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Professors Teach at Korean University

By September 6, 2011Uncategorized
By Rachel Judy
August 23, 2011

This summer, Regent University’s School of Law continued its partnership with Handong Global University’s Handong International Law School. The South Korean school is an English-speaking Christian law school located in Pohang.

Regent has a close relationship with Handong that has included sending its faculty to teach courses in South Korea.

Regent Law associate professors Brad Jacob and Kathleen McKee both taught courses at Handong. Jacob taught Constitutional Criminal Procedure, and McKee taught Professional Responsibility.

This was McKee’s fifth time teaching at Handong. “They really are our sister law school,” she said. “I love the students and they’re a joy to teach.”

The Korean students take courses taught by American professors in English. Many of the students go on to take a bar exam in the United States and practice international law.

After his three-and-a-half week course, Jacob found that his students had grown both professionally and personally. “It was a lot of material to cover in a very short time, so I know they all found this course very challenging, but most of them really enjoyed it,” he said. “Many of them talked about how the devotionals had impacted them. [They were also impacted by] seeing that there are lawyers in the United States who really seek to serve Christ in the legal profession, not just using it as a job, but seeing it as a way to live out kingdom values.”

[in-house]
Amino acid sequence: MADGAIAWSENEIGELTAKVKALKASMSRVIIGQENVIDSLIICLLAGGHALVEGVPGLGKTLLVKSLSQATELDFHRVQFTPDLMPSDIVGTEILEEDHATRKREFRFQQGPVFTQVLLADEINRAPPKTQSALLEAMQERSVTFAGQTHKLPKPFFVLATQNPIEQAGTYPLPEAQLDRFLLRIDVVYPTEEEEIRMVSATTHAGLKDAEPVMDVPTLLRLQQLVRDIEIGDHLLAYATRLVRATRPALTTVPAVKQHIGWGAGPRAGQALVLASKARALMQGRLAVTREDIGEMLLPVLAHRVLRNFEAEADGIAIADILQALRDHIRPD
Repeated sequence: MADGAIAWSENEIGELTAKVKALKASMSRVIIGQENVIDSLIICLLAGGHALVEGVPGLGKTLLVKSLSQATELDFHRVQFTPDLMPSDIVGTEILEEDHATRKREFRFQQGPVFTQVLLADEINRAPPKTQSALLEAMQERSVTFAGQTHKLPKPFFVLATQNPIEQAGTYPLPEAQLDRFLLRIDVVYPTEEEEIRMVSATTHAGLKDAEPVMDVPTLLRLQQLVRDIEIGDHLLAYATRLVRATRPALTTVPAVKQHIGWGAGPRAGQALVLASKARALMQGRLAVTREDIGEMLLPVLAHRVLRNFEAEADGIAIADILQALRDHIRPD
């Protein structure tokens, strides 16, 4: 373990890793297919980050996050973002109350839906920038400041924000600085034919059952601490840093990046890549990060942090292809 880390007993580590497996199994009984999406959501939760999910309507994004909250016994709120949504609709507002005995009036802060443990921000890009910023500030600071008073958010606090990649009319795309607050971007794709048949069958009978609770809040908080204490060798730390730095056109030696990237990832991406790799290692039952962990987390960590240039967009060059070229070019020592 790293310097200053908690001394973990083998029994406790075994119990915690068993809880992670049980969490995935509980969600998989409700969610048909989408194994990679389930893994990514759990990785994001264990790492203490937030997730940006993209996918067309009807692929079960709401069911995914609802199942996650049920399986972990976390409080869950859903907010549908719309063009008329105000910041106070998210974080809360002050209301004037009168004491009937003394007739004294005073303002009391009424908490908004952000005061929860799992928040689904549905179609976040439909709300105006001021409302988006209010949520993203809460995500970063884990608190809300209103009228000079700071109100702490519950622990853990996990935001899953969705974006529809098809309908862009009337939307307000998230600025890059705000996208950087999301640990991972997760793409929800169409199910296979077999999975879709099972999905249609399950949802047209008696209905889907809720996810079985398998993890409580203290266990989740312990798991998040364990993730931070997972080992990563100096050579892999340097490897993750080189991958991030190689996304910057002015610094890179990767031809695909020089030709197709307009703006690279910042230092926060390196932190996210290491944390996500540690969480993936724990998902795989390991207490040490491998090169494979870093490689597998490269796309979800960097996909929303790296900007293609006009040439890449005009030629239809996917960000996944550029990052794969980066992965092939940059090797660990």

Both professors stressed the importance of the relationship between the two schools, which includes sharing chapel services once a semester. Students gather at each school and share music and a speaker through video feed.

“The relationship between the two schools has been a real blessing,” said Jacob. “I think all of us here at Regent and at Handong would like to see that relationship continue and strengthen because there is such a unity of spirit and such a like mind.”

Learn more about Regent Law.

Mindy Hughes, Public Relations
Phone: 757.352.4095 Fax: 757.352.4888

One Comment

  • Anonymous says:

    For the sake of clarity:

    In the above "This shows in the trend that most universities resign instructors/professors primarily on their evaluation scores all the while no other form of evaluation is performed on teaching quality."

    resign => rhi sign 🙂